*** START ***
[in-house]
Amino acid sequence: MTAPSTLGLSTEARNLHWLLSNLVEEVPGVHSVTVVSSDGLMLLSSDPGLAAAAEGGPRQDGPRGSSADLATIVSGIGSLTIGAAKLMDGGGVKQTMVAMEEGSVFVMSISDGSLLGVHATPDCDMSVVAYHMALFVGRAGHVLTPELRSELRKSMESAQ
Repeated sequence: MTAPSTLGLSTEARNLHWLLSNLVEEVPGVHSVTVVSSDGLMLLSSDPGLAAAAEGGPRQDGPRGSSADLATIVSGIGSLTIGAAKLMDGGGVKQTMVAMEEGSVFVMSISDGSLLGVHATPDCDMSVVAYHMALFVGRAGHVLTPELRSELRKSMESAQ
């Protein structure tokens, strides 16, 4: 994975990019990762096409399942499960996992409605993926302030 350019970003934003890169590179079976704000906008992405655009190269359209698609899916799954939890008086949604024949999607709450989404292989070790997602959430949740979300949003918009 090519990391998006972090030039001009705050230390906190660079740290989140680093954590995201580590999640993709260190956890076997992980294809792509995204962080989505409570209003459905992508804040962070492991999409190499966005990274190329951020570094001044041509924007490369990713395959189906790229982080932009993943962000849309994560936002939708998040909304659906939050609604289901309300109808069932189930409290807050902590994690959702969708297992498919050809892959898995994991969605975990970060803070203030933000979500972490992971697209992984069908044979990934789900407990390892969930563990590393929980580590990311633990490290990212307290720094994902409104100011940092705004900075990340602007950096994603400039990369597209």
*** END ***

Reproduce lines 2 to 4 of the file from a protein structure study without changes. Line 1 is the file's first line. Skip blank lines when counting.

Amino acid sequence: MTAPSTLGLSTEARNLHWLLSNLVEEVPGVHSVTVVSSDGLMLLSSDPGLAAAAEGGPRQDGPRGSSADLATIVSGIGSLTIGAAKLMDGGGVKQTMVAMEEGSVFVMSISDGSLLGVHATPDCDMSVVAYHMALFVGRAGHVLTPELRSELRKSMESAQ
Repeated sequence: MTAPSTLGLSTEARNLHWLLSNLVEEVPGVHSVTVVSSDGLMLLSSDPGLAAAAEGGPRQDGPRGSSADLATIVSGIGSLTIGAAKLMDGGGVKQTMVAMEEGSVFVMSISDGSLLGVHATPDCDMSVVAYHMALFVGRAGHVLTPELRSELRKSMESAQ
């Protein structure tokens, strides 16, 4: 994975990019990762096409399942499960996992409605993926302030 350019970003934003890169590179079976704000906008992405655009190269359209698609899916799954939890008086949604024949999607709450989404292989070790997602959430949740979300949003918009 090519990391998006972090030039001009705050230390906190660079740290989140680093954590995201580590999640993709260190956890076997992980294809792509995204962080989505409570209003459905992508804040962070492991999409190499966005990274190329951020570094001044041509924007490369990713395959189906790229982080932009993943962000849309994560936002939708998040909304659906939050609604289901309300109808069932189930409290807050902590994690959702969708297992498919050809892959898995994991969605975990970060803070203030933000979500972490992971697209992984069908044979990934789900407990390892969930563990590393929980580590990311633990490290990212307290720094994902409104100011940092705004900075990340602007950096994603400039990369597209």